There will be thousands of women’s circles, conferences and get-togethers held all over the world; as celebrations, discussions, and conversations take place concerning gender equality in our society
I have said it before and I would like to reiterate again. The amount of women’s gatherings that are taking place all over the country – and indeed all over the world – is growing substantially, showing that women are hungry to connect and share with each other in their own safe spaces.
And once again this March 8, on International Women’s Day (IWD), the annual focus for all things to do with women, there will be thousands of women’s circles, conferences and get-togethers held all over the world; as celebrations and discussions, as well as conversations on the worrying continuing deep imbalance of power between the genders in all areas of society.
American billionaire business man Warren Buffet, pointed out that only when women, as the 50 percent of society who are not in power, are given the opportunity to contribute to all areas of life alongside men, will we see a real change in the world. And His Holiness The Dalai Lama is quoted as saying that it’s up to women of the west to lead the world into a new, peaceful and sustainable future.
As women rightly move into a more equal position in society in business, communities and national politics, there seems more of a need than ever for small groups of women to gather in each other’s homes, business centres, coffee shops and community centres where they can share stories and support each other.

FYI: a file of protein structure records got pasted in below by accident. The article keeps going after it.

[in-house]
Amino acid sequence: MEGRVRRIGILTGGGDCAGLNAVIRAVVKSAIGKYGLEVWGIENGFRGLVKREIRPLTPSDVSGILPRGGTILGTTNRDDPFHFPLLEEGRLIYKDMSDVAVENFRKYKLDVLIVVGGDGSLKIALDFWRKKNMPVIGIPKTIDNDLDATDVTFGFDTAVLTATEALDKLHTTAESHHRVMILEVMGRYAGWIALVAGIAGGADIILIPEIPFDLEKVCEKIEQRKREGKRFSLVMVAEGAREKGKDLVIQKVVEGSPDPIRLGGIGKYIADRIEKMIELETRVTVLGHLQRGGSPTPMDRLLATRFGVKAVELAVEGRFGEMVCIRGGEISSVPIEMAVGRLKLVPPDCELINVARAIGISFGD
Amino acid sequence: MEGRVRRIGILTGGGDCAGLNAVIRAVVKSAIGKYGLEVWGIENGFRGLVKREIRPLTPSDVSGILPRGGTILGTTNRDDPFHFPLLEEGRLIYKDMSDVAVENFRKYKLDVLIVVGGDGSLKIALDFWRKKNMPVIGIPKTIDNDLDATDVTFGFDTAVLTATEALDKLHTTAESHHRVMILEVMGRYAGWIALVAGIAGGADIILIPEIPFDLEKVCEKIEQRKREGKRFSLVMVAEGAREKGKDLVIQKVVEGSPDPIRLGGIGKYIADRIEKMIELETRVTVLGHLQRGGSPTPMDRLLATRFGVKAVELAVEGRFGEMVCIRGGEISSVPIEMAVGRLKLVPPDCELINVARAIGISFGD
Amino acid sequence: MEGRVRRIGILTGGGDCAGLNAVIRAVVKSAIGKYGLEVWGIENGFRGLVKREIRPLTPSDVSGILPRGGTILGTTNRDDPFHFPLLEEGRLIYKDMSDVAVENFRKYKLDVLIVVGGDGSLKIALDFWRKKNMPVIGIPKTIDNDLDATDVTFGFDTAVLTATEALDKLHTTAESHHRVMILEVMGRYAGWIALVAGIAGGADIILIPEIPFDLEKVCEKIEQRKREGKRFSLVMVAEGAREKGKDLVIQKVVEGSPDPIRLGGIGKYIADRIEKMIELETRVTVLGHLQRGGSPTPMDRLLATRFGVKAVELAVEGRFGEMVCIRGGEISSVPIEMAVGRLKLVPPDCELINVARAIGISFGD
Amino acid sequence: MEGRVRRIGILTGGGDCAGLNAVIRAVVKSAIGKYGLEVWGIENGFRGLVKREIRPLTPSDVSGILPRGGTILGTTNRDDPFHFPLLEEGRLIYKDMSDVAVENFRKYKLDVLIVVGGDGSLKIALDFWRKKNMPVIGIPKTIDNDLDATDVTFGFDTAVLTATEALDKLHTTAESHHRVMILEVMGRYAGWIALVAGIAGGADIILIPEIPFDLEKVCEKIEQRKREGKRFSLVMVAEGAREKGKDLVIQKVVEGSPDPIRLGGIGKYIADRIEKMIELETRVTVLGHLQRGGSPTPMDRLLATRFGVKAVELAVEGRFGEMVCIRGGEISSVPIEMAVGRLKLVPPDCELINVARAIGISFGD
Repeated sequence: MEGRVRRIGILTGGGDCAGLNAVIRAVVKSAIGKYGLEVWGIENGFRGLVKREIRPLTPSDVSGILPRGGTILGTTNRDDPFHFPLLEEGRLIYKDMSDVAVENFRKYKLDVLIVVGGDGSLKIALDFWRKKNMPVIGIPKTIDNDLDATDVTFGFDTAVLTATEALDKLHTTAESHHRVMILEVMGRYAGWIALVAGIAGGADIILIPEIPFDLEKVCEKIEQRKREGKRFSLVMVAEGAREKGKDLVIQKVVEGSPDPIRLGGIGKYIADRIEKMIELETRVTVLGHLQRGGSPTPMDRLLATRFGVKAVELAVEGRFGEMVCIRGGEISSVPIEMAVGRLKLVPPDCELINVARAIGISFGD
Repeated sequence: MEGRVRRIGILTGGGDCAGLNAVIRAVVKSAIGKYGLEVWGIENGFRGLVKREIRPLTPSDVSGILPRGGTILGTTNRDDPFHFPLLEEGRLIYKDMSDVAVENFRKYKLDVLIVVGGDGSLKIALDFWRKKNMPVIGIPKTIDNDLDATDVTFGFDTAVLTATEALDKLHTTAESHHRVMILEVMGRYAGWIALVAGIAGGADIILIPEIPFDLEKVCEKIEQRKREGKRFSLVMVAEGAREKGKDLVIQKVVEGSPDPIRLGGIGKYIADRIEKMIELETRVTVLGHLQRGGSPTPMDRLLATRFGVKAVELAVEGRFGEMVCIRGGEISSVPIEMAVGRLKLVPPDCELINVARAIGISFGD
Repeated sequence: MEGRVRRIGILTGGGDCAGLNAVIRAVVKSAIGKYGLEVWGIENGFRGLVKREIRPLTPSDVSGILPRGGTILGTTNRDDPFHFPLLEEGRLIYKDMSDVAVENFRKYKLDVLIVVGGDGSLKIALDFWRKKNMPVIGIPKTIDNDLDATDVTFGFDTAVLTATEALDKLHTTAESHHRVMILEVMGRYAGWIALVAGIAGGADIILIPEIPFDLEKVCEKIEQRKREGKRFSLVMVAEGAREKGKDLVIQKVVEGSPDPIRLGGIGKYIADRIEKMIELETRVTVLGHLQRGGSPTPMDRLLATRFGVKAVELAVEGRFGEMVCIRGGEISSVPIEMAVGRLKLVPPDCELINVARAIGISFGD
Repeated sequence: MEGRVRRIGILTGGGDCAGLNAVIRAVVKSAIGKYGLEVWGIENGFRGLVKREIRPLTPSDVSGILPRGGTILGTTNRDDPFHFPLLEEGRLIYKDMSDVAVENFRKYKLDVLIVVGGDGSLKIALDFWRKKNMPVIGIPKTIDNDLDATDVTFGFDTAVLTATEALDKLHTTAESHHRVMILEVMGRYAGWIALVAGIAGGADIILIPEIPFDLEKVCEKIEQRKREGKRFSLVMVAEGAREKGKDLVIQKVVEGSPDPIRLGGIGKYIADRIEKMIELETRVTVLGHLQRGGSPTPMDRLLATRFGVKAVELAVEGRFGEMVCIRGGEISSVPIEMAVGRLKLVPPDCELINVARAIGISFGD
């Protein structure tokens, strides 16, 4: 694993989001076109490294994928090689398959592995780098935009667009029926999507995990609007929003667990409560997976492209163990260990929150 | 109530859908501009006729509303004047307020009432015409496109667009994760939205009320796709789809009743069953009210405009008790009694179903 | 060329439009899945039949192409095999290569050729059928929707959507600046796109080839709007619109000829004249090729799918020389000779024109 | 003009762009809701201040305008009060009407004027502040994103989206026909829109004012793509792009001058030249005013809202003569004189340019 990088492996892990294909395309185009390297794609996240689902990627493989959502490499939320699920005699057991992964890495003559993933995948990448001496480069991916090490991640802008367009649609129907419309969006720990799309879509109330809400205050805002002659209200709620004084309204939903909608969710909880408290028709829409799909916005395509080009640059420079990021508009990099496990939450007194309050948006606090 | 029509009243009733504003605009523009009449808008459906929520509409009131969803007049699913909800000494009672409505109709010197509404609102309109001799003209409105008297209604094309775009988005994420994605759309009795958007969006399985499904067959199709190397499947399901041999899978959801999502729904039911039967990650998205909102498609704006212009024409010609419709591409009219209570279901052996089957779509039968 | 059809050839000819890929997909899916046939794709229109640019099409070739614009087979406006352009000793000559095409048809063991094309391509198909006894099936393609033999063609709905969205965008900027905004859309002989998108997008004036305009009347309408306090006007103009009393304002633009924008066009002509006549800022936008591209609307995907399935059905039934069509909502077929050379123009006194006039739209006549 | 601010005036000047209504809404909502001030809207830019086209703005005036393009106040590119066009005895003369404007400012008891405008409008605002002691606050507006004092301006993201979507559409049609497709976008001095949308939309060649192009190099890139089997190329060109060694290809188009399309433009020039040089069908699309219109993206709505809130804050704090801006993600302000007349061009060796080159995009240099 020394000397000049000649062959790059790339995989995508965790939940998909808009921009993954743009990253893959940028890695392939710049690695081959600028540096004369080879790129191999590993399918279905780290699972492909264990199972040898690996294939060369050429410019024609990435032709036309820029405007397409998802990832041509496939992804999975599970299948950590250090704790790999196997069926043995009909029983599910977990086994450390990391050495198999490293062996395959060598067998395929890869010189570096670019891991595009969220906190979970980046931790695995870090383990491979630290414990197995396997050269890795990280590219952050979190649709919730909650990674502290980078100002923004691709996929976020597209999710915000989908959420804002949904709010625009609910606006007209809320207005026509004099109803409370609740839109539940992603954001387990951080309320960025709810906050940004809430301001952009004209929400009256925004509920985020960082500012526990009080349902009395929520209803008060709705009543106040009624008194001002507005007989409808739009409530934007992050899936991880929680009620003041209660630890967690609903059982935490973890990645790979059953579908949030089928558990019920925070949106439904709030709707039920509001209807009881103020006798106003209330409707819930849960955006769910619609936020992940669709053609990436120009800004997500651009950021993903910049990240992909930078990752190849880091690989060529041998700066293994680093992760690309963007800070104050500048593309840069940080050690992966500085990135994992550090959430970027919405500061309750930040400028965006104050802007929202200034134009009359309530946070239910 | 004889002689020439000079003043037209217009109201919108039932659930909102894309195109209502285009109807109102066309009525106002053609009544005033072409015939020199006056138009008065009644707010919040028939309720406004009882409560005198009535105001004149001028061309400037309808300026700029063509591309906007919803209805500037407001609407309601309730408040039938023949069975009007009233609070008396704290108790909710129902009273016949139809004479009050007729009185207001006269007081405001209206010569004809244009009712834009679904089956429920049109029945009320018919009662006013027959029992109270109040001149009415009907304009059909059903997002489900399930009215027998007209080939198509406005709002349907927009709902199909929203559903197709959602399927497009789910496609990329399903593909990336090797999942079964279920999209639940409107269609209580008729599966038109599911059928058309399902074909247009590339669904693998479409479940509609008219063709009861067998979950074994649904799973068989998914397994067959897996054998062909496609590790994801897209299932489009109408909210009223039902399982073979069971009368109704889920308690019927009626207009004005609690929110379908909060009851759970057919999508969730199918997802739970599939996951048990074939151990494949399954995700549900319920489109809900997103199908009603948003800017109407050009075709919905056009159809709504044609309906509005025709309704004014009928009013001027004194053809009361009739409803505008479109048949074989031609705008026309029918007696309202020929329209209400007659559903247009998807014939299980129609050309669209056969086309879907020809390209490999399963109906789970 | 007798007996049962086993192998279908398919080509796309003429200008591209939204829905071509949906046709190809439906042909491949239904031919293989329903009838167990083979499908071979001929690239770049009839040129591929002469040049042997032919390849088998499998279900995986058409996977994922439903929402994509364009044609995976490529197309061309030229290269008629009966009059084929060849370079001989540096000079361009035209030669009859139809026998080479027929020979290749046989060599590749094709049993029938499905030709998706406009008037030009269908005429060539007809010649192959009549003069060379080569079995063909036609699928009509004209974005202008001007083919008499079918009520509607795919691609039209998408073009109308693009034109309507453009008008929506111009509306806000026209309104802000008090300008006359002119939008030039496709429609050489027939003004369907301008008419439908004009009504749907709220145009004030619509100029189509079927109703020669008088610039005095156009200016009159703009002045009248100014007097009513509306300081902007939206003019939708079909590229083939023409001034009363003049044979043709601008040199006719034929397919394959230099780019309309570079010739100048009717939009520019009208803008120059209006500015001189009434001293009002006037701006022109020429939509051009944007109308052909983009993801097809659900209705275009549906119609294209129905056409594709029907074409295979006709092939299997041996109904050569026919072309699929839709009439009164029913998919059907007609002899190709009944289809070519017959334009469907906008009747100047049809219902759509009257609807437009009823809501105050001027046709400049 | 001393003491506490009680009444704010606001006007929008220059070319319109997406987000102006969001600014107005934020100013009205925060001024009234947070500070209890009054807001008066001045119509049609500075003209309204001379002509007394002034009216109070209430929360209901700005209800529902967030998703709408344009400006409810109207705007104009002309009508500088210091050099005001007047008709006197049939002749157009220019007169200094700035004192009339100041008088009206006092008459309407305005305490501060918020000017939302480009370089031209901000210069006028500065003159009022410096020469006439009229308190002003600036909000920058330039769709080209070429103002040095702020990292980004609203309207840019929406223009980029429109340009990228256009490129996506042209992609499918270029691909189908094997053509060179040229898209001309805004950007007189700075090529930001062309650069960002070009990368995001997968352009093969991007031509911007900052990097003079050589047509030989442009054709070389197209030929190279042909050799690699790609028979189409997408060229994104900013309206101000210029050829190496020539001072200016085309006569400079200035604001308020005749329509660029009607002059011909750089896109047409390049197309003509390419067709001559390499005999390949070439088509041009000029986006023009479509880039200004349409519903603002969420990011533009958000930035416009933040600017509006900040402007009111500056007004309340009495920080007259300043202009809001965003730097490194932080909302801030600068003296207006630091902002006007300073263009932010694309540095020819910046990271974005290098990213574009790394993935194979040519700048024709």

Oxytocin, the ‘wellbeing’ chemical that women need in their life to stay healthy, has been proven to be released when we women gather together. It’s part of our necessary hormonal balance – we all know how good we feel when we meet with our women friends to laugh, dance, cry and hug.
Sadly many of us are still holding ourselves back from moving into our full power by our own lack of self-confidence. The reality is that we women need our circles and gatherings with each other to remind us that we are perfect and capable of creative endeavours that can genuinely change our communities and our world.
International Women’s Day came into being in the US at the turn of the 19th century when women factory workers hit the streets of New York to protest against low wages. It was taken up by women in Denmark and eastern Europe, where men still present flowers on March 8 as a sign of respect to their loved ones.
I have watched the significance of this day grow in the UK since I first launched SEED on March 8, 2000 when most people were unaware of the date’s significance. Now my diary is packed with events and gatherings around the first two weeks of March.
Make It Happen is the 2015 theme for the internationalwomensday.com global hub, encouraging effective action for advancing and recognising women. See the events near you here
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